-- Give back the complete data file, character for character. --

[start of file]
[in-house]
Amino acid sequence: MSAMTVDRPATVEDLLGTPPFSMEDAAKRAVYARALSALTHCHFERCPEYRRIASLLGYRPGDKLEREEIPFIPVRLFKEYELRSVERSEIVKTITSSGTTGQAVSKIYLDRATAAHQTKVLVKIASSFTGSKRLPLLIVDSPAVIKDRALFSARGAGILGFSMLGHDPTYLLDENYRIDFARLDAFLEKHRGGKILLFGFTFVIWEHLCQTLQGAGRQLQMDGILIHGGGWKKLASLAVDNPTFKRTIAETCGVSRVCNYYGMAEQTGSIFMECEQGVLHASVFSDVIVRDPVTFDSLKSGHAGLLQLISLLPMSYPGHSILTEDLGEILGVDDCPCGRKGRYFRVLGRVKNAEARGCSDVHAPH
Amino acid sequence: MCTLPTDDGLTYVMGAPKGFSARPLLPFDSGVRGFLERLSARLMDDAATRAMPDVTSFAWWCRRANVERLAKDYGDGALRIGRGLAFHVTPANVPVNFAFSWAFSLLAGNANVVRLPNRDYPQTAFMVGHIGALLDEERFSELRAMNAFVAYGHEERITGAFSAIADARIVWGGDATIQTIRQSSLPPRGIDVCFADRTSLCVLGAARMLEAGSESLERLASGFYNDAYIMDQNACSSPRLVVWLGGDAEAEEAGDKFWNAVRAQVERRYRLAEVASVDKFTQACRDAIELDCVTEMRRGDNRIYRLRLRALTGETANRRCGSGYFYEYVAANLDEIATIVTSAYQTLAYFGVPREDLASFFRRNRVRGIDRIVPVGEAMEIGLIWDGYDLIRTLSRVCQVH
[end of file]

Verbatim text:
[in-house]
Amino acid sequence: MSAMTVDRPATVEDLLGTPPFSMEDAAKRAVYARALSALTHCHFERCPEYRRIASLLGYRPGDKLEREEIPFIPVRLFKEYELRSVERSEIVKTITSSGTTGQAVSKIYLDRATAAHQTKVLVKIASSFTGSKRLPLLIVDSPAVIKDRALFSARGAGILGFSMLGHDPTYLLDENYRIDFARLDAFLEKHRGGKILLFGFTFVIWEHLCQTLQGAGRQLQMDGILIHGGGWKKLASLAVDNPTFKRTIAETCGVSRVCNYYGMAEQTGSIFMECEQGVLHASVFSDVIVRDPVTFDSLKSGHAGLLQLISLLPMSYPGHSILTEDLGEILGVDDCPCGRKGRYFRVLGRVKNAEARGCSDVHAPH
Amino acid sequence: MCTLPTDDGLTYVMGAPKGFSARPLLPFDSGVRGFLERLSARLMDDAATRAMPDVTSFAWWCRRANVERLAKDYGDGALRIGRGLAFHVTPANVPVNFAFSWAFSLLAGNANVVRLPNRDYPQTAFMVGHIGALLDEERFSELRAMNAFVAYGHEERITGAFSAIADARIVWGGDATIQTIRQSSLPPRGIDVCFADRTSLCVLGAARMLEAGSESLERLASGFYNDAYIMDQNACSSPRLVVWLGGDAEAEEAGDKFWNAVRAQVERRYRLAEVASVDKFTQACRDAIELDCVTEMRRGDNRIYRLRLRALTGETANRRCGSGYFYEYVAANLDEIATIVTSAYQTLAYFGVPREDLASFFRRNRVRGIDRIVPVGEAMEIGLIWDGYDLIRTLSRVCQVH